I have actually posted an earlier version of this HERE.
We don't have milkweed here in our hot lowlands, only in the colder highlands in the Cordilleras. So when i saw this Asclepias curassavica in Baguio City, i quickly got some mature seeds in the pods. I intend to try acclimatizing it in our hot climate. I know we have a different species of monarch too, so i hope they will eventually see my plant in my garden. It is easy to adapt in my garden, although the growth is not as vigorous as in the highlands. But i am glad taking its dramatic, colorful flowers, with those dancing-lady-like blooms. I got seeds even if it is our dry season. However, the local monarchs are still far from materializing in my garden. I have also given a few seeds to a few friends. Eventually, it will live true to itself, invasive. I try getting all the seeds so they will not be scattering around.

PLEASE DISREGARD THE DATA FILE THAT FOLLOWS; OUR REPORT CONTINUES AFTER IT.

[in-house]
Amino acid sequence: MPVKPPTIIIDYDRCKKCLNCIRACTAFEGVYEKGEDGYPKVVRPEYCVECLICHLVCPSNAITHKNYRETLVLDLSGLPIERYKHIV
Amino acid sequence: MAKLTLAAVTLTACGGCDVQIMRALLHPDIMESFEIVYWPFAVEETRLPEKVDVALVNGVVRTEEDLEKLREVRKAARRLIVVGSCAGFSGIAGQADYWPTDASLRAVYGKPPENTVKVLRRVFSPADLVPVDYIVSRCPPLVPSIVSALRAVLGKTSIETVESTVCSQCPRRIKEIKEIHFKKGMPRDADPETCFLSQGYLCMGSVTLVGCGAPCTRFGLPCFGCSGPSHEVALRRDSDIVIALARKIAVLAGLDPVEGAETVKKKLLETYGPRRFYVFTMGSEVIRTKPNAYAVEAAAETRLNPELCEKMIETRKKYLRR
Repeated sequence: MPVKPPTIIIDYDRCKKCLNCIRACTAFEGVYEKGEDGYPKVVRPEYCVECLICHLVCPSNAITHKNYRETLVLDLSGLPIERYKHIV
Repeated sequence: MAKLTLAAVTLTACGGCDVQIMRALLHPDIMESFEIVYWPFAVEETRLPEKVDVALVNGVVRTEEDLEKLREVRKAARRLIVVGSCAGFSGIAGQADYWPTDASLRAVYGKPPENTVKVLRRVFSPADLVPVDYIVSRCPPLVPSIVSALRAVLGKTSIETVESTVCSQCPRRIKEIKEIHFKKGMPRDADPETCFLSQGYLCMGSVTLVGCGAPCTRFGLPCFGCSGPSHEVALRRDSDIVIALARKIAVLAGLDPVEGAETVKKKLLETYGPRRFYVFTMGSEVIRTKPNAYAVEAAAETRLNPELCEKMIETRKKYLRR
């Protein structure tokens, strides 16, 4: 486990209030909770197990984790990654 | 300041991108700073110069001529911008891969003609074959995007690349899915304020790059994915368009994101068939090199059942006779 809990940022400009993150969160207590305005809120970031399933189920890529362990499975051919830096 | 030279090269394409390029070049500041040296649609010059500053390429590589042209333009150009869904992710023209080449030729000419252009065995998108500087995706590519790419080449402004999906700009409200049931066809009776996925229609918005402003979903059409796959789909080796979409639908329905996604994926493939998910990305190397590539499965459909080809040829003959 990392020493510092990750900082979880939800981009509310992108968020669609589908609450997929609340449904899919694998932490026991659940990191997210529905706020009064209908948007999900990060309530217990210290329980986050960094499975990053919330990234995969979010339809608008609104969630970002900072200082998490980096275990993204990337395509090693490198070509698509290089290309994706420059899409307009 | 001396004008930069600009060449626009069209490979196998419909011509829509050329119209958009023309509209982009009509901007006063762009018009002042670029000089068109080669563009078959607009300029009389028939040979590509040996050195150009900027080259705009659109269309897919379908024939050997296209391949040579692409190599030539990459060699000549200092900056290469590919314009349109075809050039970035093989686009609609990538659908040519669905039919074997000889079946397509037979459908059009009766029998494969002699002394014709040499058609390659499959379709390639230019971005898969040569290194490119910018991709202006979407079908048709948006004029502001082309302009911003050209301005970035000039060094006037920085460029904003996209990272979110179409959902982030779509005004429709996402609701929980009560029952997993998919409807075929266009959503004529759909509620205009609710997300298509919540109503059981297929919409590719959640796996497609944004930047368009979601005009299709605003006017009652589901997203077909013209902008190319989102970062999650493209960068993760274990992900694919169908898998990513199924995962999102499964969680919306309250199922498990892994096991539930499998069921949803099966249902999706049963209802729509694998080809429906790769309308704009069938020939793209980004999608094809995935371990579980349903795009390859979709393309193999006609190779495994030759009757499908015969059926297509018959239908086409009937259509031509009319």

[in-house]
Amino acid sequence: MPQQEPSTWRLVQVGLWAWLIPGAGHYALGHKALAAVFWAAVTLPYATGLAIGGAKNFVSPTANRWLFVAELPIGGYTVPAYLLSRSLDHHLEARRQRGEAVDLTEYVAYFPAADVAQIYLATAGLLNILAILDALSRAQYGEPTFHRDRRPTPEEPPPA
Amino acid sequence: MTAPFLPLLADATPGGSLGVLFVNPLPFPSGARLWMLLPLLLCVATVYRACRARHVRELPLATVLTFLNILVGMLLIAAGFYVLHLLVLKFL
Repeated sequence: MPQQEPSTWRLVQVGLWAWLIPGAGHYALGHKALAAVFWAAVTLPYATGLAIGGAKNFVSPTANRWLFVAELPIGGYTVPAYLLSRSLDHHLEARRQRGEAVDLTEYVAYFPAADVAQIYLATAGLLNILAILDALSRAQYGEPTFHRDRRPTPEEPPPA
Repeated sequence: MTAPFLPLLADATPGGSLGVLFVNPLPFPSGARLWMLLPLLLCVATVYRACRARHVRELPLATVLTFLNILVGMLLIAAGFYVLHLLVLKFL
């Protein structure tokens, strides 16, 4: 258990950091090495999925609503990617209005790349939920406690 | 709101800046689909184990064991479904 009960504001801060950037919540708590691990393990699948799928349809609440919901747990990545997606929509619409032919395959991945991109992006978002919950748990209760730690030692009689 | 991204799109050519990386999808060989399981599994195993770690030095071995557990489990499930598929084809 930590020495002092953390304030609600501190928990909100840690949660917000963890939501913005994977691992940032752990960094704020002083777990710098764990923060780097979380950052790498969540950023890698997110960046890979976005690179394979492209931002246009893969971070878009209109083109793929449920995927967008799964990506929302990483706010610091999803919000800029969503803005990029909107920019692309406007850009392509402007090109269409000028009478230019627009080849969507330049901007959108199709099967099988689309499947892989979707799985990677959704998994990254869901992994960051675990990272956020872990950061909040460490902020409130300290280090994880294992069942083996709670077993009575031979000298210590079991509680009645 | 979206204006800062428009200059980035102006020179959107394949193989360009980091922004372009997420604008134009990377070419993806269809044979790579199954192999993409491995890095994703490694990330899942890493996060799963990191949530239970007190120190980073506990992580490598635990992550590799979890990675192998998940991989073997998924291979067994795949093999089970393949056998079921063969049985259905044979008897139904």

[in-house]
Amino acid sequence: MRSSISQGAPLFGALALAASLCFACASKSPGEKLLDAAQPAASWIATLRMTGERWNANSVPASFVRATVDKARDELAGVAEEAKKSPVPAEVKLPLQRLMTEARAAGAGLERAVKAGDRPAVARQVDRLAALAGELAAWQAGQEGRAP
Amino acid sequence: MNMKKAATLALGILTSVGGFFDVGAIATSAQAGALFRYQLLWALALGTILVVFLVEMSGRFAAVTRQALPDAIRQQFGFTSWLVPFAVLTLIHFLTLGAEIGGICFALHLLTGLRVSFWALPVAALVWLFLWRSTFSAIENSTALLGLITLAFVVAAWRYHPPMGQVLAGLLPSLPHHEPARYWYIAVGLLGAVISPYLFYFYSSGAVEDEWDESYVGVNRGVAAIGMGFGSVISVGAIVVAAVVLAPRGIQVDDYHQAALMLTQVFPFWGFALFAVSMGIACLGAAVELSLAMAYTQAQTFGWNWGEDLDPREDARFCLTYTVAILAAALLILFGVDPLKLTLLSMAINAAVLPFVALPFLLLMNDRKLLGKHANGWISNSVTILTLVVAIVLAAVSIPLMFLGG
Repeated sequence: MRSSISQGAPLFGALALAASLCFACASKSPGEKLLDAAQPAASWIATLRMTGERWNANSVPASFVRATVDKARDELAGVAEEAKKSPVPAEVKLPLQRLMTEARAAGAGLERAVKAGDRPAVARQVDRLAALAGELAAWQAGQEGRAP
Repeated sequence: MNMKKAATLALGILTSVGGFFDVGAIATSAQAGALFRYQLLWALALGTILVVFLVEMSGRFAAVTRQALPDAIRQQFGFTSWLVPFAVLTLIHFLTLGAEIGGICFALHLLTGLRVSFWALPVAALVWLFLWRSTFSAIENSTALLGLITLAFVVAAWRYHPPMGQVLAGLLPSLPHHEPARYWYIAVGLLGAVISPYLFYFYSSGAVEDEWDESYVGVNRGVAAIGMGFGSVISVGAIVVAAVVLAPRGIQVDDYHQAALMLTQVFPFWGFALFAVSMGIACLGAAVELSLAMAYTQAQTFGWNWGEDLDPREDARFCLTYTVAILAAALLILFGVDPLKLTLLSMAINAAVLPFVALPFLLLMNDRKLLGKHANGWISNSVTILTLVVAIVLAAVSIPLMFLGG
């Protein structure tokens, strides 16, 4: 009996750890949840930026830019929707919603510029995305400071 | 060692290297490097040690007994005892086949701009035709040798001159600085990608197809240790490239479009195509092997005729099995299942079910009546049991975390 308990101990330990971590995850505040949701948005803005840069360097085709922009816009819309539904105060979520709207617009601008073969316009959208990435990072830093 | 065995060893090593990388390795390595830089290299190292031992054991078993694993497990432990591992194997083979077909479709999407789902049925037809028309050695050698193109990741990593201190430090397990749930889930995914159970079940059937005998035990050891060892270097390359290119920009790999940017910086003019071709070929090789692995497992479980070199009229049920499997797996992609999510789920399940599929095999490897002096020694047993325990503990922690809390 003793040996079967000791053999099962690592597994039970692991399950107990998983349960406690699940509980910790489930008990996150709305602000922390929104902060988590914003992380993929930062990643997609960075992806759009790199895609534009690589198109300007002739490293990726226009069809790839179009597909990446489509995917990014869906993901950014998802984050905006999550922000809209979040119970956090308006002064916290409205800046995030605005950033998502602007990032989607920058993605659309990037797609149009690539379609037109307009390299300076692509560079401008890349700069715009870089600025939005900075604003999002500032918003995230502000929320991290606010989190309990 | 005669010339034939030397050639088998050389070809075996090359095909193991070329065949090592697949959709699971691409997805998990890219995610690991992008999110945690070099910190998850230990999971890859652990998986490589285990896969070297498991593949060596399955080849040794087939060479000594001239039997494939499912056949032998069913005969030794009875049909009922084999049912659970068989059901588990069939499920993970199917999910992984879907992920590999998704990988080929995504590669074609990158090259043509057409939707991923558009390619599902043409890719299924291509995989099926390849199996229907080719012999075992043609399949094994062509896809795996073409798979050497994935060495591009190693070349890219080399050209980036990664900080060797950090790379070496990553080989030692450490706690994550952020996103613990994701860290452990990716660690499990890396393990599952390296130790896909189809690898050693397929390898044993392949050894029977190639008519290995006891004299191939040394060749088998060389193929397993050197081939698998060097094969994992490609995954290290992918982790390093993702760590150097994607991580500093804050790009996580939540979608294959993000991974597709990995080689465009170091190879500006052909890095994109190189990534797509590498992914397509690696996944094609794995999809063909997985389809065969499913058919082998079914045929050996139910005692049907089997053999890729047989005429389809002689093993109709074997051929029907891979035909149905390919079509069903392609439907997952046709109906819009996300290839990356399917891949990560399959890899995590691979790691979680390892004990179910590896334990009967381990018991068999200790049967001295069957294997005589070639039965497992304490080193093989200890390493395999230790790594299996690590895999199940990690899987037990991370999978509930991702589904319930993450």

The pods are much bigger and fatter than those of the hoyas. The technical term for this is actually "follicle", because pods are fruits of the legumes.
The seeds are arranged in such fashion just like the hoya seeds inside the follicle.
....and those special hairs, called coma, will facilitate them to be scattered by wind to long destinations
one single milkweed seed with lots of hairs called coma